Our life group went to see Overcomer this week. (It’s a really uplifting movie by the way! You should see it.) Although the movie is not about Christian marriage per se, two of the central characters are Christians who are husband and wife. As the storyline has the characters face challenges and oppostion, the audience gets a glimpse of the producers’ concept of Christian marriage, a glance at how this fictional couple interacts and how they handle their family and the stuff of life. Scenes that touched the heart and drew out the tissues. We all left the theater declaring it a great evening out.
But that was not the end of my evening. The 7:15 movie start time got me home way past bedtime for my 58-year-old body. As I was settling in for the night, a random question popped up on my phone. A sweet younger mom who had been at the movie asked, “Is that what a Christian marriage really looks like or is that just Hollywood fluff?” Woah! A valid question, but difficult to answer in a quick text. I told her I’d have to think on it a bit and get back to her. I still haven’t answered. It’s been a couple of days. I guess I’m trying to process it here.
As I viewed the movie, I had identified with the married couple. I laughed at the little mistakes they made that hit too close to home and teared up over the tender moments I could relate to. I identified with that Christian couple on screen. But was it realistic? Or was it more an ideal of what we hope to be as spouses but rarely live up to? Did it project a healthy view of marriage for this younger generation, many of whom haven’t grown up in a home with both parents and therefore don’t have first hand observations of what a Christain marriage is supposed to look like? Or was it sugar-coated and overly idealistic? I won’t make a judgment on that.
But focusing on real life because of my friend’s text, I realized something. More important for me than the movie’s depiction of the marriages of believers was my recognition that I was now the “older woman” of Titus 2:3-5, and I was failing in my God-given role to teach the younger women what I’ve spent my whole married life struggling to learn on my own. Wouldn’t my pain and wisdom learned through the montains and valleys of married life be made somehow more worthwhile if other people benefitted from it without having to go through those same tough mistakes themselves?
What does a real Christian marriage look like?
I realize that this topic cannot be conquered in one short blog, but perhaps this will be a first in an ongoing look at strengthening marriages and families. It surely goes hand-in-hand with the idea of homebuilding and constructing our lives on the principles of God’s Word that we have been discussing at GFBC this year. For today, let’s touch on a couple of the more important “looks” of a Christian marriage.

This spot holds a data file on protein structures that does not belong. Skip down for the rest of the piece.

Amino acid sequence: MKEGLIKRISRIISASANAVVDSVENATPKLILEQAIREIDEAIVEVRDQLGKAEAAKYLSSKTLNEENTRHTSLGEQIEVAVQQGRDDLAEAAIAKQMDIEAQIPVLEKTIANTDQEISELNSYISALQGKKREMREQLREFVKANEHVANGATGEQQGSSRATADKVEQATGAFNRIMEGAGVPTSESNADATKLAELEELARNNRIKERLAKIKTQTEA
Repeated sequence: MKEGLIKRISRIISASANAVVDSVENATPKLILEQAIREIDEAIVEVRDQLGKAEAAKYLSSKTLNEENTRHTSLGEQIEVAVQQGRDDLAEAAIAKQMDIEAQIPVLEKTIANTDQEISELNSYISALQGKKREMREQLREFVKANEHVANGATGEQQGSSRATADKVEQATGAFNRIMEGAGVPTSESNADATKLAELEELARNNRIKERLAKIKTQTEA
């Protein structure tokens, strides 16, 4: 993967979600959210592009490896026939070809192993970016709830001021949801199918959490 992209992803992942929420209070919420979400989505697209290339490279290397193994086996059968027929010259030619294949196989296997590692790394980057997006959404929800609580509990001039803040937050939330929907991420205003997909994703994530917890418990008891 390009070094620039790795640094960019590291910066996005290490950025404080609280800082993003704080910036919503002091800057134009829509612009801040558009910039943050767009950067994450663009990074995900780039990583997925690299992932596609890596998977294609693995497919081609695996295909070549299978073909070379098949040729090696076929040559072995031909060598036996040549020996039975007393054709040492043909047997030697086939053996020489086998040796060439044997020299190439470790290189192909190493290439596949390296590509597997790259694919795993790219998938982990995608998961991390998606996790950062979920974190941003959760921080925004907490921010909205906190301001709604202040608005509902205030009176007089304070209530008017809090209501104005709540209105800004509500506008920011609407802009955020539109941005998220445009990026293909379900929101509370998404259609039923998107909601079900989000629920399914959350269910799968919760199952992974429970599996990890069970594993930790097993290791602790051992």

Do nothing out of selfish ambition or vain conceit. Rather, in humility value others above yourselves, not looking to your own interests but each of you to the interests of the others. In your relationships with one another, have the same mindset as Christ Jesus: Who, being in very nature God, did not consider equality with God something to be used to his own advantage; rather, he made himself nothing by taking the very nature of a servant, being made in human likeness. And being found in appearance as a man, he humbled himself by becoming obedient to death— even death on a cross! Philippians 2:3-8
I struggle with this verse in my interactions with society in general as I guess we all do. Could I be selfless and let that other person have my parking spot at the mall? Could I rejoice with a co-worker who got the promotion I wanted? Could I let go of my one-upmanship tendancies when hanging out with my girlfriends and bragging about what our 18-month-olds are doing, or not doing? Could I let the other person break in line or cut into traffic without it igniting my anger or road rage? Yep, those times are difficult to learn to lay down our self-will.
But those things paled in comparison to learning to lay down my selfish will to my husband! These verses destroy me because they relfect to me the sinful, self-serving wife I really am! I’m more concerned with what he didn’t do than with my own failures. I speak angrily and harshly to him, worse than I would ever speak to my friends. I want my way in the household, and often berate him for NOT doing it my way. Instead of being a humble partner in life, I come at him as bossy and controlling. I must say that in the middle of an argument with my husband I rarely even consider having the mind of Christ. And to humble myself to the point of death for my “Sweetie”! No thank you! Not when I’m in my selfish frame of mind. Now when I’m in my loving mood I might say I’d do anything for him, but that’s a lie. Because when I’m living in my selfish, fleshly state I won’t give an inch!
I truly believe I could spend my whole life working on trying to live out just these 6 verses in my relationship with my husband and never conquer it. I’m to do nothing towards my husband out of selfish ambition or conceit! Nothing! Do I humble myself and value him above myself? Do I put his interests before my own? What a generous way of relating! Do I have the mindset of Jesus when I interact with my husband? Do I serve my husband as Christ served the world, humbly and gently, laying down my life for his?